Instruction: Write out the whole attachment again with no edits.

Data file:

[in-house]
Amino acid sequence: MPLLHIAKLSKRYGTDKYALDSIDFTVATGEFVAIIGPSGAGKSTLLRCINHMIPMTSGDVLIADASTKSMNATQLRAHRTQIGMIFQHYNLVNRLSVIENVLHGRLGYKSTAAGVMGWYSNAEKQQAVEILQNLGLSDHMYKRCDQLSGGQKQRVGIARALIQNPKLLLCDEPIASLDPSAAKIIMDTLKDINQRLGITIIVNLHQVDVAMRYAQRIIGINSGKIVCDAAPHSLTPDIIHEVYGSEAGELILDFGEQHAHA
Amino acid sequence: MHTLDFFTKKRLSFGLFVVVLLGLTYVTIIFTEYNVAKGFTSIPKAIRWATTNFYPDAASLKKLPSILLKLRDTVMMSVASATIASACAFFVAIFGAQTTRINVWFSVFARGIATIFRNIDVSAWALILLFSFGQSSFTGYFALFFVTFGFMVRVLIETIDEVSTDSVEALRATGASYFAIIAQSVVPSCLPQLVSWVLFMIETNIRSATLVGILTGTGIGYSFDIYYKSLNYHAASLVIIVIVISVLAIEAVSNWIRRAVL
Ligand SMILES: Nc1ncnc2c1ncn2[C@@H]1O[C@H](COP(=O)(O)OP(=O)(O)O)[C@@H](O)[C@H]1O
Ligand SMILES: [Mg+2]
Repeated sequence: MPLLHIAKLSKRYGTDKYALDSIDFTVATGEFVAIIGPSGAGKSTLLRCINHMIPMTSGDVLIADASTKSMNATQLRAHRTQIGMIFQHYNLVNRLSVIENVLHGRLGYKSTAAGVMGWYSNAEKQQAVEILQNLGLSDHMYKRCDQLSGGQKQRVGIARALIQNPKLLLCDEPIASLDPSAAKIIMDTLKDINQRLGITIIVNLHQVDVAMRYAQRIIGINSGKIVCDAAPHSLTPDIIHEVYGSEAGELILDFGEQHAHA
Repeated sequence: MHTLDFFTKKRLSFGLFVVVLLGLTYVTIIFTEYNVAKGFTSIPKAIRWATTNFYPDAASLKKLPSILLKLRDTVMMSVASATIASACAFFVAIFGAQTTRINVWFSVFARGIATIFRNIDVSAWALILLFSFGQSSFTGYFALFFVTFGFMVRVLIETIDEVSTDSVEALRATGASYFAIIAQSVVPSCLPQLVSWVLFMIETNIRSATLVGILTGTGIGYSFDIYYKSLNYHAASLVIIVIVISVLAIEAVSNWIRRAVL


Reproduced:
[in-house]
Amino acid sequence: MPLLHIAKLSKRYGTDKYALDSIDFTVATGEFVAIIGPSGAGKSTLLRCINHMIPMTSGDVLIADASTKSMNATQLRAHRTQIGMIFQHYNLVNRLSVIENVLHGRLGYKSTAAGVMGWYSNAEKQQAVEILQNLGLSDHMYKRCDQLSGGQKQRVGIARALIQNPKLLLCDEPIASLDPSAAKIIMDTLKDINQRLGITIIVNLHQVDVAMRYAQRIIGINSGKIVCDAAPHSLTPDIIHEVYGSEAGELILDFGEQHAHA
Amino acid sequence: MHTLDFFTKKRLSFGLFVVVLLGLTYVTIIFTEYNVAKGFTSIPKAIRWATTNFYPDAASLKKLPSILLKLRDTVMMSVASATIASACAFFVAIFGAQTTRINVWFSVFARGIATIFRNIDVSAWALILLFSFGQSSFTGYFALFFVTFGFMVRVLIETIDEVSTDSVEALRATGASYFAIIAQSVVPSCLPQLVSWVLFMIETNIRSATLVGILTGTGIGYSFDIYYKSLNYHAASLVIIVIVISVLAIEAVSNWIRRAVL
Ligand SMILES: Nc1ncnc2c1ncn2[C@@H]1O[C@H](COP(=O)(O)OP(=O)(O)O)[C@@H](O)[C@H]1O
Ligand SMILES: [Mg+2]
Repeated sequence: MPLLHIAKLSKRYGTDKYALDSIDFTVATGEFVAIIGPSGAGKSTLLRCINHMIPMTSGDVLIADASTKSMNATQLRAHRTQIGMIFQHYNLVNRLSVIENVLHGRLGYKSTAAGVMGWYSNAEKQQAVEILQNLGLSDHMYKRCDQLSGGQKQRVGIARALIQNPKLLLCDEPIASLDPSAAKIIMDTLKDINQRLGITIIVNLHQVDVAMRYAQRIIGINSGKIVCDAAPHSLTPDIIHEVYGSEAGELILDFGEQHAHA
Repeated sequence: MHTLDFFTKKRLSFGLFVVVLLGLTYVTIIFTEYNVAKGFTSIPKAIRWATTNFYPDAASLKKLPSILLKLRDTVMMSVASATIASACAFFVAIFGAQTTRINVWFSVFARGIATIFRNIDVSAWALILLFSFGQSSFTGYFALFFVTFGFMVRVLIETIDEVSTDSVEALRATGASYFAIIAQSVVPSCLPQLVSWVLFMIETNIRSATLVGILTGTGIGYSFDIYYKSLNYHAASLVIIVIVISVLAIEAVSNWIRRAVL